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Terroir may be elusive but quality is in the tasting

Eikendal Infused by Earth are premium quality wines
CREAM OF CROP: Eikendal Infused by Earth are premium quality wines 
Image: SUPPLIED

Terroir must be one of the most overused, misunderstood, contested and yet also highly influential, terms in the world of wine.

Not even the scientists and academics of viticulture and oenology can agree on a firm definition of the word, and some even dismiss it completely as a myth.

Terroir is generally said to be the characteristics of the soil, climate (temperature, wind, rainfall, sunlight and so on), physical features of terrain like elevation and topography, and surrounding flora and fauna.

Simply put, it’s about how the complex interaction of all these factors gives a wine from a particular place a particular character and taste — its “somewhereness”, or the buzz phrase of “sense of place”.

Some also argue that terroir is not only physical and natural characteristics but also incorporates the human element — the heritage, traditions, knowledge and farming practices of the people who are part of the ecosystem and have interacted with and modified the natural conditions of a piece of land over generations or centuries.

The concept of terroir helps winemakers in areas such as Champagne and Burgundy to argue for name protection on the basis that it is the special characteristics of their land that lend their wines their distinctive taste and character, creating a link between place and quality.

When winemakers say that great wines are made in the vineyard, they’re also linking quality to place and adding a terroir-driven boost to the value of the real estate.

The uniqueness and value of particular sites of terroir also, in turn, add a boost to the price tag of the bottle of wine.

A case in point, of wines made specifically to showcase particular terroir, are the Infused by Earth wines of Eikendal in Stellenbosch’s “golden triangle”, made only in years of exceptional quality, from specific vineyards, and positioned at the estate’s premium level.

From a vintage hailed as one of SA’s best in recent years, the 2017 Infused by Earth Cabernet Franc and Infused by Earth Chardonnay were released late last year, only the second bottling of these wines.

Eikendal has a particular focus on chardonnay, producing no fewer than five single variety versions — the traditional wooded chardonnay, the Janina unwooded, a Blanc de Blancs MCC, and at the top levels, the quite fabulous Mon Désir from Elgin grapes and the Infused by Earth.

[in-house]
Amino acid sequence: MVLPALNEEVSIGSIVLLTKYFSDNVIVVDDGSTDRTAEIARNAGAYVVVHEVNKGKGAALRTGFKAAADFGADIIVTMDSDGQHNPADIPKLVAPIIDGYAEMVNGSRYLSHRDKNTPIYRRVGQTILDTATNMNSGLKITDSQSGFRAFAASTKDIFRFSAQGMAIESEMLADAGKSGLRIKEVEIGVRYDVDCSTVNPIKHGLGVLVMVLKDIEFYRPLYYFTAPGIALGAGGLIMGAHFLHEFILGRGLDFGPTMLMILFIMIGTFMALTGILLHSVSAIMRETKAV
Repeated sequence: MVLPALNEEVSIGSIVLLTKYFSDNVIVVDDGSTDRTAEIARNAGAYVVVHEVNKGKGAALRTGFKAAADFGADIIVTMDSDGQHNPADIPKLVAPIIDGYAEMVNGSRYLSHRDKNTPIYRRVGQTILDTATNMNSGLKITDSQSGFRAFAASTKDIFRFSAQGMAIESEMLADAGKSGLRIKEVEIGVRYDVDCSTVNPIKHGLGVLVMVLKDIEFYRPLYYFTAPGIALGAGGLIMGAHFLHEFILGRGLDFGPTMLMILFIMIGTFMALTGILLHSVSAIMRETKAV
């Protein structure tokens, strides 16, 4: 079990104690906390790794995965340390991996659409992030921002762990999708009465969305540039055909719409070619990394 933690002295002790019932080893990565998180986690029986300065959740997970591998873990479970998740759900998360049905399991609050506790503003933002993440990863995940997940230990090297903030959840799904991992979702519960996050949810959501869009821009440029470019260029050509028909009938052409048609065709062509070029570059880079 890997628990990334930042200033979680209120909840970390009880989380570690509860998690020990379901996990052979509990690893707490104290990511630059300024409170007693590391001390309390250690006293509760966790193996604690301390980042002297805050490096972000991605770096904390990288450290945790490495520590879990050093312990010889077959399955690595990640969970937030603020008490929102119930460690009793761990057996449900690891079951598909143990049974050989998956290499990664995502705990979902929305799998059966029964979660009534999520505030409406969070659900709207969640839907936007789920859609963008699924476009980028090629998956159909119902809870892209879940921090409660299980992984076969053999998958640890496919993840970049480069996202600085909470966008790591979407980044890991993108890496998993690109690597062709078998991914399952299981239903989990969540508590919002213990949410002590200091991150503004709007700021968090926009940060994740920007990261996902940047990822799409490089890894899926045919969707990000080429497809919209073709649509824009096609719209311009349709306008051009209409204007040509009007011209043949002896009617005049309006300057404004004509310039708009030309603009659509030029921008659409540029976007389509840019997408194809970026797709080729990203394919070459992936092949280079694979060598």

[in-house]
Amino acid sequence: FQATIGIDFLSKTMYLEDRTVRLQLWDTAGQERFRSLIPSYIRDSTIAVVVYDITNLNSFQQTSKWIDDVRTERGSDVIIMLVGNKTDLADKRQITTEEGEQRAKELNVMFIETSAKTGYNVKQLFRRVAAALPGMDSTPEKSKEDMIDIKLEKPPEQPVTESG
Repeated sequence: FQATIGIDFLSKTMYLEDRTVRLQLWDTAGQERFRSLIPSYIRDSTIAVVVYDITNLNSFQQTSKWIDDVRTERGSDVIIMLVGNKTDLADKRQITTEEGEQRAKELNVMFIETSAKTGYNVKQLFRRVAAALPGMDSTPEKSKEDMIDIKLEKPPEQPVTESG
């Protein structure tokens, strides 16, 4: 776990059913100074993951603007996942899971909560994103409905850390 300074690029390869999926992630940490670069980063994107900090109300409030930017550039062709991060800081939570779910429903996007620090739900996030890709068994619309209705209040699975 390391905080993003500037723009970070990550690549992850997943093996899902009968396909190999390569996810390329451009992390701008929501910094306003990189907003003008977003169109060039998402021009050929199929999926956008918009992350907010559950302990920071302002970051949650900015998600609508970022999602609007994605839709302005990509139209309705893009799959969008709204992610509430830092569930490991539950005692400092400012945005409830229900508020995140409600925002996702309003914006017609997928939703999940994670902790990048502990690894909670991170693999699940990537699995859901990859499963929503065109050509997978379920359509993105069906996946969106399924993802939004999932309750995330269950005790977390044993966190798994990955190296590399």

The Infused by Earth Chardonnay (R675) is made from unirrigated bush vines on a piece of super-distinctive Stellenbosch terroir, a hill on the lower slopes of the Helderberg overlooking False Bay, often buffeted by ocean winds.

The harsh environment where vines struggle produces grapes of intensity and distinctive character.

Matured for 16 months in granite pots and new oak, the wine is fragrant with citrus and nuttiness, a touch of pineapple, a hint of flint, carrying through into a palate rich with deep citrus, almost marmalade, and a finely textured mouthfeel.

The fruit zest and lively acidity balance the richness and weight as layers of flavours unfold and carry through onto a long, smooth finish.

With its silky richness, intensity of flavours with poise and delicacy, this is something very special and a beautiful treat for a Chardonnay lover.

Similarly, Infused by Earth Cabernet Franc (R800) is a wine lover’s delight, from a 20-year-old single vineyard, matured in mostly older oak for a year and then in the bottle for a further three years before release.

The wine is quite delicate and restrained, the nose floral along with typical cab franc leafiness, a touch of pencil shavings and subtle black pepper.

The flavours balance freshness and delicate berry fruits with savouriness carrying through onto the finish.

Both wines are drinking well now, but would also be a great addition to a cellar for some further maturation.

Can you taste the terroir? It’s hard to say, but these are certainly wines of exceptional distinctiveness.

 

 

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